What kind of work should I expect to be doing as an entry-level web developer?

I have a friend interested in entering the field but she's wondering what kind of work she'd be doing as a junior dev. I've been at this for almost a decade so I'm not sure just how far removed my own work is from junior work.

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I think it definitely depends on the size of the org and the challenges they are currently facing.

Based on our past experience, our next entry level dev would start with a practice project and then once they're up to speed, we'd either have them working refactoring tasks or a fairly segmented project while we get them up to speed on other things we're working on.

But I'd love to hear what others are doing.

One more note: It's great when an entry-level dev is able to chip in where necessary in able to contribute, but we should all make sure we don't get pigeonholed into doing the kind of work we conveniently took on early in our jobs.

Going through this currently with my first gig and it's worked wonders on proving what I didn't know I knew while also showing me a quick path to knowing what I don't.

Especially when you're able to closely collab with your team through the practice project. It will educate both sides into the workflow of that person/ the company and shows good habits to get into while building your process.

One of the things you should expect as a junior/entry level developer is that you will give up a lot of your time just to learn and understand how things work.

Most of my days consist of figuring things out and then the rest is actually writing code.

I've had friends try to get into the web dev industry but given up when things get hard or they don't see results immediately.

It's hard. Hard work pays off. If someone is genuinely interested, they'll stick around 🀩

I'd say it depends on where you are working at, though for us we first start you off with a practice project that is sort of a stripped down project from an actual one we have. This teaches you our coding style, our git flow process, and the base of how our projects are setup.

After working with that for about a week, maybe two (we do not rush you, if we don't think you are comfortable we try to help you out) you are paired with a lead developer and put on an actual project for an actual client. It could be an existing one where we need bug fixes or it could be a new one where we are asking for new features to be implemented. We tend to start with more easier tasks (like maybe some simple CRUD if it's a new project) and see how you navigate your way through those.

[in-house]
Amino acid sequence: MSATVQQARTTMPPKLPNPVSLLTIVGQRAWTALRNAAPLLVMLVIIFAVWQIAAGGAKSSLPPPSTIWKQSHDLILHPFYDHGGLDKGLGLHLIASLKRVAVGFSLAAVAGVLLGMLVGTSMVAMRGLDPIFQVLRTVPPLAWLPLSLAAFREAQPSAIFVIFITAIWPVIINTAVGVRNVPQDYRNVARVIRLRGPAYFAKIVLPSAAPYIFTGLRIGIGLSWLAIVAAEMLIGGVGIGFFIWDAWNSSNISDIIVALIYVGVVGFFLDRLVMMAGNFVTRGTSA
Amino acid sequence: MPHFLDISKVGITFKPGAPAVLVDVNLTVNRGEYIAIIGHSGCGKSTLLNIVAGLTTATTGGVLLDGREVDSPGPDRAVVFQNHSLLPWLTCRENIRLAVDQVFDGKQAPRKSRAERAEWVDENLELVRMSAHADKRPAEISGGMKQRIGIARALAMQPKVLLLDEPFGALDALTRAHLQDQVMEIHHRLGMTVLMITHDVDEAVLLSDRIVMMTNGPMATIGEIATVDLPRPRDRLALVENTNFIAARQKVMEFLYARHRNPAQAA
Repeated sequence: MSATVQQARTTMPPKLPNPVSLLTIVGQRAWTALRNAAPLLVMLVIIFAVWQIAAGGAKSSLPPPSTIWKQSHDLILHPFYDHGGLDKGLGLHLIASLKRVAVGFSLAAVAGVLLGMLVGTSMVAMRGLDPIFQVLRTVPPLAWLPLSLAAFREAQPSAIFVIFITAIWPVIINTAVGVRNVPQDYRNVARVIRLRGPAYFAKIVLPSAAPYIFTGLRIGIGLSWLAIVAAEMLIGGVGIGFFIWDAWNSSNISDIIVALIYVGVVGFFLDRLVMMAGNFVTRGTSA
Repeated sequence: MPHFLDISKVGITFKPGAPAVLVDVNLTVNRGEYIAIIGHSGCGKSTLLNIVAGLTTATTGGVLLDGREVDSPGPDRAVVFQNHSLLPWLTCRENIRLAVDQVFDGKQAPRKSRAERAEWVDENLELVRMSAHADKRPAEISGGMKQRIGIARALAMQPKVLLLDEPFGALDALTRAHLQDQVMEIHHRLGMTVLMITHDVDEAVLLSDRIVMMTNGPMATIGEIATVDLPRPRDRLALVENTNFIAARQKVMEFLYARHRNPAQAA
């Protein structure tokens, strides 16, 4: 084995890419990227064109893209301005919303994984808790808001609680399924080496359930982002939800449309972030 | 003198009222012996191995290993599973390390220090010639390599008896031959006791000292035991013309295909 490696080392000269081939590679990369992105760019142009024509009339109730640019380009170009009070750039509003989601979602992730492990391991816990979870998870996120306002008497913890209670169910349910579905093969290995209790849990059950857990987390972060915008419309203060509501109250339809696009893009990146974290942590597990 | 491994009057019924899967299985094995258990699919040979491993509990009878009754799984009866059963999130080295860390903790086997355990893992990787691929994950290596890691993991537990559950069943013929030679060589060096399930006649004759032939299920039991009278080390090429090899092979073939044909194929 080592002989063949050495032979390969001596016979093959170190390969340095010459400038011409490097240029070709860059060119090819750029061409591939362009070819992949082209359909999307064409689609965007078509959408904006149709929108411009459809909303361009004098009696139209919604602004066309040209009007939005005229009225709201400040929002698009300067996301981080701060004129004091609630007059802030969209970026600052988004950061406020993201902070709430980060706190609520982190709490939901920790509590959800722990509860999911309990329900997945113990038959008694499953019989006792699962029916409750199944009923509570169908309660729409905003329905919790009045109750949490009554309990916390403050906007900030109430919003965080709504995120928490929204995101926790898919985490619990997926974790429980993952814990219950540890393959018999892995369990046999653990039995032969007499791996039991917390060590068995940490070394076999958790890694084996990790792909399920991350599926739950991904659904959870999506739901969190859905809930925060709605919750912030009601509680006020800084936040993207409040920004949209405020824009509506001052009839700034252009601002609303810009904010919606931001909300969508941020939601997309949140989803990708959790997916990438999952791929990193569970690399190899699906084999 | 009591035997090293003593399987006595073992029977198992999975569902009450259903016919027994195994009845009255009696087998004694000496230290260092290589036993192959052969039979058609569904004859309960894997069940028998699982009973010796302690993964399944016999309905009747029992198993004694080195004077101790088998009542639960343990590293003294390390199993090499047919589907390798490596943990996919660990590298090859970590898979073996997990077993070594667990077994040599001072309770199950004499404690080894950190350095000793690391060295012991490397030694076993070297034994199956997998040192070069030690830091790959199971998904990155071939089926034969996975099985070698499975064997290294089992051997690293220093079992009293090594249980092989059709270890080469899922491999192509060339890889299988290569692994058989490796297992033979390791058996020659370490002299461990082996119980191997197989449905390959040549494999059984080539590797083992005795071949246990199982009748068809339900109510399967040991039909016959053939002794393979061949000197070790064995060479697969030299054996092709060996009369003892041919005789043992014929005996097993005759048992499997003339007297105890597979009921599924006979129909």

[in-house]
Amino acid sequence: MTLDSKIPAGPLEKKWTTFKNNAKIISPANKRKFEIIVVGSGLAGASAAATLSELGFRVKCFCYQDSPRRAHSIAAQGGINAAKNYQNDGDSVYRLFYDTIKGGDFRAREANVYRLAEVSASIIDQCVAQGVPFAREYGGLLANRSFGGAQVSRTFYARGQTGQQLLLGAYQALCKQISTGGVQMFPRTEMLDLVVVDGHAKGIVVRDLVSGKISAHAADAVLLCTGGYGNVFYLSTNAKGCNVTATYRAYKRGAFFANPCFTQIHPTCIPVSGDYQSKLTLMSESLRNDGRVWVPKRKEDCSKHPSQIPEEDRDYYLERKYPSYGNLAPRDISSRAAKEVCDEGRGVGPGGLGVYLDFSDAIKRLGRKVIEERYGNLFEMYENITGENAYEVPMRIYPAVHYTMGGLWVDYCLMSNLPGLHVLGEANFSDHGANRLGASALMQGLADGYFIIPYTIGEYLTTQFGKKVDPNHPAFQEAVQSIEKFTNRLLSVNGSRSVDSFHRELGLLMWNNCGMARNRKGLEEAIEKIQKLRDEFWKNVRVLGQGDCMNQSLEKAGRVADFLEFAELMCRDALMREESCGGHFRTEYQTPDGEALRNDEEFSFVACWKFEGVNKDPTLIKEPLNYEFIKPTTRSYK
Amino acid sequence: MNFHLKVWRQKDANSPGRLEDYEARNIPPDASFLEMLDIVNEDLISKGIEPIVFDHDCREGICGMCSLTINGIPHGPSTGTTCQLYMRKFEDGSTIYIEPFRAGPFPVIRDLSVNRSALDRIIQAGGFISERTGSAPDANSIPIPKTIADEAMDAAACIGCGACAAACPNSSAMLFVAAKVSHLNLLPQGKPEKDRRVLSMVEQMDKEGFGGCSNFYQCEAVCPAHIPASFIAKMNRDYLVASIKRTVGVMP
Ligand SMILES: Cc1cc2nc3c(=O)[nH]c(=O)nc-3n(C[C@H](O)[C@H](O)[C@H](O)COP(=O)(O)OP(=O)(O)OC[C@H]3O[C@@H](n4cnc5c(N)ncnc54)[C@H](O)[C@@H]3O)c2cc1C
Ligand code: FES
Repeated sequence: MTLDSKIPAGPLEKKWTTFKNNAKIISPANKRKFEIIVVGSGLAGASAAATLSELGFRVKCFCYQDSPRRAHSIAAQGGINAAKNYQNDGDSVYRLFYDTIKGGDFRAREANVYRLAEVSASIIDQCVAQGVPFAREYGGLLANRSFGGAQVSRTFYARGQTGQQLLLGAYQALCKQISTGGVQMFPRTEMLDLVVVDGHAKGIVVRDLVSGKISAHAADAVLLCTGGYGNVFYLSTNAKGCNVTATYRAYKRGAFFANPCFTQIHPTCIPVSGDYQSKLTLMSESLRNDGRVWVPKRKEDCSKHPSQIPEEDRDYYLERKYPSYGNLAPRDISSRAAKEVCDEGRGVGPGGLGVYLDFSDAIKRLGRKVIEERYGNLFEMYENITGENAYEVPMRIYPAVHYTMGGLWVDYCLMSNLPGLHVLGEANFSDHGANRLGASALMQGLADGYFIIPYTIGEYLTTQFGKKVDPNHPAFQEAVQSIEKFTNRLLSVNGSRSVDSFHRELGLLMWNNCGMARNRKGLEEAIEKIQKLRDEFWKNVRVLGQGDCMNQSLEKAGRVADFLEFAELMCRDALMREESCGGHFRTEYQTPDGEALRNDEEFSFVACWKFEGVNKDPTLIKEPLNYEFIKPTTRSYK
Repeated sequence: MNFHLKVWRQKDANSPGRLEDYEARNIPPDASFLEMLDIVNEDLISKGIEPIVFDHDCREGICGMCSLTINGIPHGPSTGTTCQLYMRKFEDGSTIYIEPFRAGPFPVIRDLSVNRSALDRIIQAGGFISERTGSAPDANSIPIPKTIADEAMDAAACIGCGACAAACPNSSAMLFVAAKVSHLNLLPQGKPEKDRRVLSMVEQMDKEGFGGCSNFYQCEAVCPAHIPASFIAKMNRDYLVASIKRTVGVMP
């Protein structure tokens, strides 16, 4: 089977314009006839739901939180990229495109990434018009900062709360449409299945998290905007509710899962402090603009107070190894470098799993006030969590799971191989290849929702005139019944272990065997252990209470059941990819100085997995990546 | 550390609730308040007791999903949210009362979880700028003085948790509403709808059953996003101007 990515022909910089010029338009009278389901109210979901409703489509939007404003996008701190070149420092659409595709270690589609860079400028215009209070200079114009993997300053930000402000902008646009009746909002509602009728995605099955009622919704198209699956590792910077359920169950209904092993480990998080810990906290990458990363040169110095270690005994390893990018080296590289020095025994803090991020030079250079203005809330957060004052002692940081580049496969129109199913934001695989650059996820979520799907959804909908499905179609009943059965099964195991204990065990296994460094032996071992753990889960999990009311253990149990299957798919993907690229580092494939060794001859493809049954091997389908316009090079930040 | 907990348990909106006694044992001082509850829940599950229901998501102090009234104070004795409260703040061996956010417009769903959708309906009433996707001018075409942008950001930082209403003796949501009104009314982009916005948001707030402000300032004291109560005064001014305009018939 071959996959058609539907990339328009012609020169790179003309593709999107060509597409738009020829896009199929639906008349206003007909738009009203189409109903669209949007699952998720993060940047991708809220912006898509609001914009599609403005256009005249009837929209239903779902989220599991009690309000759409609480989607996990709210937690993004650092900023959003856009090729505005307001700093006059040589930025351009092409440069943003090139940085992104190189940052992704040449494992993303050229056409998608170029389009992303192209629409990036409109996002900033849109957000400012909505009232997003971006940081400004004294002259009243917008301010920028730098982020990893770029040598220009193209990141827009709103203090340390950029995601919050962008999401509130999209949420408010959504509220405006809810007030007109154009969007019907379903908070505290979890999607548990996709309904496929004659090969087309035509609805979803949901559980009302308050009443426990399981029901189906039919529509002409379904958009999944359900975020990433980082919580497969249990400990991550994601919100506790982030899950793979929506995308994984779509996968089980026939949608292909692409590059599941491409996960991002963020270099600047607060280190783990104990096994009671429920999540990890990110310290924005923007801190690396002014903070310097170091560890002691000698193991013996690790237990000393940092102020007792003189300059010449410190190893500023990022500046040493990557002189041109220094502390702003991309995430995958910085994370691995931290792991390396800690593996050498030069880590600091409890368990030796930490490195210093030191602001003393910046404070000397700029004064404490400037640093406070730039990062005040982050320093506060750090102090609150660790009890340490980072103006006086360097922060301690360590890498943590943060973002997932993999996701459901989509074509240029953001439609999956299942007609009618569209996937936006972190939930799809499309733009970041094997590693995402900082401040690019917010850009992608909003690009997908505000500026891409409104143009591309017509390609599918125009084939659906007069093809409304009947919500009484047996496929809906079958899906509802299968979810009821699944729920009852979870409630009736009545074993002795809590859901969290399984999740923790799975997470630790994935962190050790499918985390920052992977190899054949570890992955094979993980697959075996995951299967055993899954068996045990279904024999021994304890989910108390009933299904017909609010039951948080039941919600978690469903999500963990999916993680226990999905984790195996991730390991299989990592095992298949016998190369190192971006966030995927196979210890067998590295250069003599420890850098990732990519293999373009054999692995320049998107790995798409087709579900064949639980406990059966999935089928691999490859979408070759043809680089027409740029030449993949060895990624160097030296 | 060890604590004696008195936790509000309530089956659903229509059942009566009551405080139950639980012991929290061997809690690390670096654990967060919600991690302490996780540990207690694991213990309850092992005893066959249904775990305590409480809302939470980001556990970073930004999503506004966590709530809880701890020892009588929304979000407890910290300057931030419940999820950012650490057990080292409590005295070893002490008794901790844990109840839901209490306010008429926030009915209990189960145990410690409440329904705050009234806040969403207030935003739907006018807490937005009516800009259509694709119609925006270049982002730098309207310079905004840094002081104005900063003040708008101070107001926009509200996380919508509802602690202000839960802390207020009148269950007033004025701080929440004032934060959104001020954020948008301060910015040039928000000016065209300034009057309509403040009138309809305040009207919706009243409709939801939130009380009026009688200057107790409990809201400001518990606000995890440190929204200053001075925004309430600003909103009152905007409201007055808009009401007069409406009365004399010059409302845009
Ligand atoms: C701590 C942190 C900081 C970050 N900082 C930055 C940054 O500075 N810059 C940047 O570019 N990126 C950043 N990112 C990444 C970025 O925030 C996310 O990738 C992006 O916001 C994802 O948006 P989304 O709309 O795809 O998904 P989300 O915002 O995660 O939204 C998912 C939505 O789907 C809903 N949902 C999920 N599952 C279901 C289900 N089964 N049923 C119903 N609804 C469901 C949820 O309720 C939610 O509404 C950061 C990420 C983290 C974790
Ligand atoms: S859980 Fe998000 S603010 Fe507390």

The lead will work with you and be doing your code review. After a few more weeks if the lead feels you're comfortable with the project and our code base your tasks will grow to more complicated bugs or features.

Ben Halpern DEV.TO FOUNDER

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What I've done with junior devs and interns in the past was to assign them easier tasks with clear guidelines to get them going on a project along with some learning exercises, such as documenting a particular module of the like.

It's really good if the organization uses Agile where they can establish good starter user stories and spikes to ease a new person, experienced or junior, into the cadence of the team and set them up for success. Also, pair programming, even if not a all-the-time thing, can help as well.

In interviewing, I'd recommend she ask about how they organize their work and what a typical day would be like. If the answers are vague or disheartening, maybe keep looking for a different organization.

hey that's great! I think Junior developers can get really easily overwhelmed and that makes work much harder than it needs to be. Giving them clear-cut projects and deadlines is a wonderful way to get them contributing and exploring the codebase early.

I still think back to jobs where I wasn't a junior dev but was new to enormous codebases, and my work was a similar deal: lots of smaller projects that did not require in-depth knowledge of the entire system.

Hey yeah this is what we discussed to ask on here thanks for asking.

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